When you think of the words “human resources” what images come to mind? What thoughts and feelings? What emotions?
While I can’t speak for all professionals out there, there’s no question that a healthy contingent of job hunters have gotten frustrated (the most common word I hear) with HR departments and how they feel they’ve been treated during the hiring process by various folks in the HR/Recruiting field. This isn’t terribly surprising, however. As with any corporate profession, you’ll find a bell curve of “good” and “bad” practitioners in the HR world, some of whom bring amazing value and integrity to their work — as well as others who seem to delight in gamesmanship, paper-shuffling, and obstructionism.
Additionally, while not to excuse the bad apples, let’s cut the HR profession a little extra slack, in general, based on the fact that they are the ones forced to “play point” in the hiring process and to handle all of the communication with candidates — despite the fact that they don’t always agree with the decisions/timelines they are asked to pass along — and that they often have little control over the whims, political infighting, nepotism, and irrational thinking exhibited by the hiring managers and executives within their organization.
This being said, what else can we learn from an HR perspective of the hiring process? To help answer this question, I recently hosted a networking event where I asked three local HR executives to participate in a panel discussion around this topic. I’ll withhold their names from this article, since I haven’t gotten their permission to disclose them, but I want to thank these fine folks again (if they’re reading this post) for volunteering their time to the group and for the outstanding insights and contributions they brought to the discussion.
Here’s my best attempt at paraphrasing their key points:
— Help us to help you; we really do want to fill the positions we list and to serve as your advocate, in most cases, but you need to arm us with precise, relevant examples of how you can meet our needs. What specific information and achievements can you share with us that will help us sell your candidacy to the hiring manager, especially when this manager likely thinks we should be able to recruit “superman for a dollar a day” in today’s recessed marketplace?
— Smile and be gracious; while it may surprise you, we have feelings, too! It’s amazing how many candidates are pushy, rude, or don’t act the least bit friendly or nice in our interactions with them. If you treat us as the enemy, you’re going to be finished before you even start, and you’d be amazed at just how far a smile, a little humor, and basic common courtesy can get you throughout the hiring process.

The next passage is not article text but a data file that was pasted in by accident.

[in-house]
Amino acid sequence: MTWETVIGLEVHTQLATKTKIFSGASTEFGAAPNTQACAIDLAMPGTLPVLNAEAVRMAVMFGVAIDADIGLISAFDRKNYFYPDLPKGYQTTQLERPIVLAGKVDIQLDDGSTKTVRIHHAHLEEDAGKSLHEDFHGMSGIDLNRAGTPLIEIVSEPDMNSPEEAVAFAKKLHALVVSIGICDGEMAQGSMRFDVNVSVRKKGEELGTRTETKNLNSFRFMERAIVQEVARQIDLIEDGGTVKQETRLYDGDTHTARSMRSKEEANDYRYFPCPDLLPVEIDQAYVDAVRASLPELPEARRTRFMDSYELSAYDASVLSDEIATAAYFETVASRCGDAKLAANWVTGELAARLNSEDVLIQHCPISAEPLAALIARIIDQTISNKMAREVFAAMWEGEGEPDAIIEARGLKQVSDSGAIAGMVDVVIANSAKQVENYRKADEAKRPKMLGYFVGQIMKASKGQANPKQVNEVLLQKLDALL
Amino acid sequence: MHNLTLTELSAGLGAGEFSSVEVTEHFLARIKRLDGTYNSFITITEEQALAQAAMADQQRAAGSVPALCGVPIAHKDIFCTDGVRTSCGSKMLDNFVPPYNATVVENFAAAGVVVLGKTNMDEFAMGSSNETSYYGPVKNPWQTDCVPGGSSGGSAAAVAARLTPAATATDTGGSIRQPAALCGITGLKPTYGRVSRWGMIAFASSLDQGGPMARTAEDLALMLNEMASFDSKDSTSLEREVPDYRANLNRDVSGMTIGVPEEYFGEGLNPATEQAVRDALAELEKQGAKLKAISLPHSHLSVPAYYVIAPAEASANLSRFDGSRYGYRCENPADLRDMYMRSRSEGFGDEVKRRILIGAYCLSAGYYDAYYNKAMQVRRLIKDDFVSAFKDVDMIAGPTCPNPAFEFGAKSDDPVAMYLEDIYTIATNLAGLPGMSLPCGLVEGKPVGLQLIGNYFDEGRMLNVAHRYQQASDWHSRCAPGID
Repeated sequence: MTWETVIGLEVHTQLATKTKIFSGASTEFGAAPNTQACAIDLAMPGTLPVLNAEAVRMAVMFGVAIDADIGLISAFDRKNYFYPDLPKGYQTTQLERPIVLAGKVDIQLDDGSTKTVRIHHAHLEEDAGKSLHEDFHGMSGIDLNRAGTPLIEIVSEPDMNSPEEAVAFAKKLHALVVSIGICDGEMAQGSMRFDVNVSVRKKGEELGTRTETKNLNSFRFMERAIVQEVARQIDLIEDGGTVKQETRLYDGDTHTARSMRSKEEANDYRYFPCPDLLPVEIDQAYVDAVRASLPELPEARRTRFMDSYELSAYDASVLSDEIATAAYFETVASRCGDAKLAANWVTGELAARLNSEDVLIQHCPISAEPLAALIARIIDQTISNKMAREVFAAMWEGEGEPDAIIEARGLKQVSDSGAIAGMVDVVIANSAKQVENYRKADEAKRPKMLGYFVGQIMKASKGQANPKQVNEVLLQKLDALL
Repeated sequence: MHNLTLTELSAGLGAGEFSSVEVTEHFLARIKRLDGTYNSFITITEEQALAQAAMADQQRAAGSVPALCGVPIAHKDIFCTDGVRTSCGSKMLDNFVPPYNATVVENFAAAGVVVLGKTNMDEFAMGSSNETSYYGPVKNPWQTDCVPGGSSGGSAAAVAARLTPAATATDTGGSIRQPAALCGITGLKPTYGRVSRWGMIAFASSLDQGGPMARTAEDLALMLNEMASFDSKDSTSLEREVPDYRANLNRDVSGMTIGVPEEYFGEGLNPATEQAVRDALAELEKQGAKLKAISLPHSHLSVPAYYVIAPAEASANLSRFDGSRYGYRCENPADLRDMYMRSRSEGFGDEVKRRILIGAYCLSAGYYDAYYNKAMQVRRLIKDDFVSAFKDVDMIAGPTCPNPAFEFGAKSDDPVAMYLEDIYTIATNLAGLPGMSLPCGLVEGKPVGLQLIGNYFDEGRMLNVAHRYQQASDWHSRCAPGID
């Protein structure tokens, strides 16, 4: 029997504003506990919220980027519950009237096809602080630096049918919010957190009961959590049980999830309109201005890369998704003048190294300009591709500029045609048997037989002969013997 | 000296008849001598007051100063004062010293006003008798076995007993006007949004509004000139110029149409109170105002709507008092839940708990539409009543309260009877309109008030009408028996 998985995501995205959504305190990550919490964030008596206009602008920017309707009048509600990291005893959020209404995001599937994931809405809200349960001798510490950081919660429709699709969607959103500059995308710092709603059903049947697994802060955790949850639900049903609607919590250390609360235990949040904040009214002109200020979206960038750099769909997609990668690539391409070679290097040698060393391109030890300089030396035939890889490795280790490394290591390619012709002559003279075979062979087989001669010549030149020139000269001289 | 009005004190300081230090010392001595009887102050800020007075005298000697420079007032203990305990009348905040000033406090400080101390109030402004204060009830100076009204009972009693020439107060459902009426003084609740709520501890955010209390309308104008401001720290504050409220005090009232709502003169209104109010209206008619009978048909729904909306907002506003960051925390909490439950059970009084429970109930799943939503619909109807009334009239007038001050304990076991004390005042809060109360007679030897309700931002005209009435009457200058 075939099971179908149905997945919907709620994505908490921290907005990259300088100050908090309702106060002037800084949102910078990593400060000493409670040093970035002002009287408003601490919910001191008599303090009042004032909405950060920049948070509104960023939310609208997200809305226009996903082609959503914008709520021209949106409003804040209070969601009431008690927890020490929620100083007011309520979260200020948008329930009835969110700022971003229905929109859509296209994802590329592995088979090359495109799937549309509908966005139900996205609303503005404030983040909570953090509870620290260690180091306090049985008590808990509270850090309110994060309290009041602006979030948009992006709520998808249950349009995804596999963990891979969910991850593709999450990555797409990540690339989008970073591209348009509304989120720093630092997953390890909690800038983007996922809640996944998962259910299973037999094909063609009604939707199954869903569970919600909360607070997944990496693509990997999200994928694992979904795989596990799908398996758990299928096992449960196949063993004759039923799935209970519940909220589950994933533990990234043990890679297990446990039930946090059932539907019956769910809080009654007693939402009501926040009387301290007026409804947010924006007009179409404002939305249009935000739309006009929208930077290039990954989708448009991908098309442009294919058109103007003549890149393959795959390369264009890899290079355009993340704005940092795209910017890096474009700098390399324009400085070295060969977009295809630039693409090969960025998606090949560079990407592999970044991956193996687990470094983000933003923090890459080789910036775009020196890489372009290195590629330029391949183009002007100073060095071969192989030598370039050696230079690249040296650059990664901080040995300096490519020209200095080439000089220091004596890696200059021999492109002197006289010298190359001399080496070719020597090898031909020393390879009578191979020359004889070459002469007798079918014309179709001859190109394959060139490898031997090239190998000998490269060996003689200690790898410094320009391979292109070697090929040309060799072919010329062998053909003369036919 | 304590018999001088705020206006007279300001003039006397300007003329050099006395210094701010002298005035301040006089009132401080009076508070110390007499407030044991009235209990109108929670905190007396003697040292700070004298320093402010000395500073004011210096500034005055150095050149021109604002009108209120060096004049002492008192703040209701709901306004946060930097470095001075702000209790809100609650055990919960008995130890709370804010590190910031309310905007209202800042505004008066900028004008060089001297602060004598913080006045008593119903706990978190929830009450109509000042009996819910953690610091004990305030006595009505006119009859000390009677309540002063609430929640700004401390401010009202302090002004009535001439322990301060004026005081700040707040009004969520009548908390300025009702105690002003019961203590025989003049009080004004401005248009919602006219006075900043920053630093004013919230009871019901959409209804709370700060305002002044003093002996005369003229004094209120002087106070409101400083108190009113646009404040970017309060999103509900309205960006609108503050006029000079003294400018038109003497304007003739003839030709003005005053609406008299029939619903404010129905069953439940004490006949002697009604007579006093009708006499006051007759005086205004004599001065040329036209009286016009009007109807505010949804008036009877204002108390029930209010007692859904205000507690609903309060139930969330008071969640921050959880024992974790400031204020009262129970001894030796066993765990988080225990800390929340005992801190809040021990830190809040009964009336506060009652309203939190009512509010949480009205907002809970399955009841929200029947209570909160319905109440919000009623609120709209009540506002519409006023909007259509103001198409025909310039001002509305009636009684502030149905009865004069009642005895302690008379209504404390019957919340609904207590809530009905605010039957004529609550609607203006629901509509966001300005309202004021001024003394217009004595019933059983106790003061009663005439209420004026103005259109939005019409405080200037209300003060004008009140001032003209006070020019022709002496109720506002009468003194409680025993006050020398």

— Make our job easier; we’re doing emergency surgery right now, screening hundreds of resumes for almost every published opening, so please specify the job name/number in your e-mail Subject line and include your first name, last name, and job title in the file name of your resume (e.g. Resume of John Doe — Financial Analyst.doc) to make finding your documentation as easy as possible, after the fact.
— Please answer our salary questions. While we don’t expect you to give us exact figures, you need to at least give us a rough range around the compensation you’re seeking so we don’t waste each others’ time. We’re not going to intentionally lowball you, even in this economy, because we don’t want to deal with refilling the job six months down the road. And please don’t quote salary.com as if it was the “Bible” of current pay rates, since their data seems to consistently be at least 10% above the real market value for most positions.
— Yes, cover letters still count; but please be brief, paste these notes directly into the e-mail body, and focus your thoughts like a laser beam around the most important requirements we’ve stated in our ad.
— Final tips? 1) LinkedIn is a critically important tool we use for hiring, so make sure to be on it; 2) While you can definitely follow up at least once, if we haven’t responded to you, please don’t bug us more than that — since we’ll definitely get back to you, if we’re interested and/or have any new information to report; and 3) and lastly, while not every HR person may agree, it usually IS a smart idea to go around the HR department and speak with a hiring manager directly in the company, if you’re able to find a useful networking connection there
Hopefully I’ve captured the above thoughts faithfully, based on what the panel of experts shared. And again, I think all job hunters would do themselves a tremendous service by viewing HR as their “customer” and treating them accordingly — despite the lack of timely feedback that is often part of the process these days, as well as the occasional snippy treatment you might receive from an HR practitioner who is having a bad day or perhaps a little less “enlightened” than others.